"Let's go on through and up the hill," says Bob. He seems unconcerned by our brush with death, aware, as he is, of the Excursion's impact-absorbing hood, its reinforced side doors, and, above all, its sheer mass, against which all but the largest of cars and trucks must surely rebound harmlessly. As we approach the hill, I hit the gas. The great vehicle pauses for a moment, as the massive torque is transmitted through its four tons, then lunges forward. We begin to climb. The engine is maxed out. Above my head, the fuel-consumption meter indicates that we're getting 3.7 miles to the gallon. Bob smiles. "That's city driving, all stopping and starting. Wait till we get to the freeway. We'll get at least eight."
A few miles from the Microsoft campus, Bob directs me through a series of turns that put us onto the freeway. I accelerate to 60 mph and roll along in a pleasantly muffled cocoon. The ride is smooth, but there is a noticeable side-to-side sway, and every ten seconds or so we hear a staccato rat-a-tat-tat as the big tires hit the bumps on the lane markers. I look around and down, and am conscious of being several yards above the road and other cars. Traffic today is medium heavy but the other drivers reflexively give us a wide berth, and we roll along in a zone of safety, of emptiness. I relax my grip on the wheel and fiddle with the dash controls, switching on the AC and the stereo. Bob offers a steady commentary on each amenity, then points to a freeway exit. "Is that enough? Let's get off here." Above me, the fuel consumption meter reads 7.9 miles per gallon but quickly falls again to 3.7. At this rate, we'll need to stop for gas in about four hours.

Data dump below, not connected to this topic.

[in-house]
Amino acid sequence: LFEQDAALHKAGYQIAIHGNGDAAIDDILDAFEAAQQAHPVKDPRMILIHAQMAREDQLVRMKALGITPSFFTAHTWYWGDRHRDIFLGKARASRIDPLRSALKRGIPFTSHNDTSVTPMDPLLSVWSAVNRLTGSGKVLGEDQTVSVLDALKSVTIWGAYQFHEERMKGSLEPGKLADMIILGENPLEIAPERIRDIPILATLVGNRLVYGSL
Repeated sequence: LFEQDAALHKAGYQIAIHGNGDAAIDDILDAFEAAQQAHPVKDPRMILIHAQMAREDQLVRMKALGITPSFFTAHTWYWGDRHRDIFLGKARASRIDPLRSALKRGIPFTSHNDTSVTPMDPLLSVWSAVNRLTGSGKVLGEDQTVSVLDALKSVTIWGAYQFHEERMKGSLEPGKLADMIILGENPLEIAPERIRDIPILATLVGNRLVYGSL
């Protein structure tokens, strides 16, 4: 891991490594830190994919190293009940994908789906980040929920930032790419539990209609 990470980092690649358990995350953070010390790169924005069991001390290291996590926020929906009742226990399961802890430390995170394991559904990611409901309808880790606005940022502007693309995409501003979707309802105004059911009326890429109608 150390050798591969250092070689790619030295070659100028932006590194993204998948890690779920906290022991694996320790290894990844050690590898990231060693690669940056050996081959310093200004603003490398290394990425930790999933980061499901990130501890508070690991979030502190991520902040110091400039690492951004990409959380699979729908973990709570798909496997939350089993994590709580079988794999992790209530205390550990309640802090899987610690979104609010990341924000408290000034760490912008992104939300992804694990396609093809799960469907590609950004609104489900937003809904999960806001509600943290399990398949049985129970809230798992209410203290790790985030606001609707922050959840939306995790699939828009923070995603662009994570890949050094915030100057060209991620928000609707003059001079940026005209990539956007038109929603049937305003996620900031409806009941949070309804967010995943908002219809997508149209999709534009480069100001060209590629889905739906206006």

The Excursion is, without question, the most ridiculous vehicle I've ever driven, a grotesque representative of a bizarre trend that substitutes true utility and function with toy-like impersonations and which shows few signs of abating. Despite rising gas prices and the eighty-eight deaths that led to a recall of 14.4 million Firestone tires, the SUV continues to be the vehicle of choice for a huge and varied consumer group--from the teenage girls who once wanted Mustangs to the midlife-crisis males who once wanted Porsches.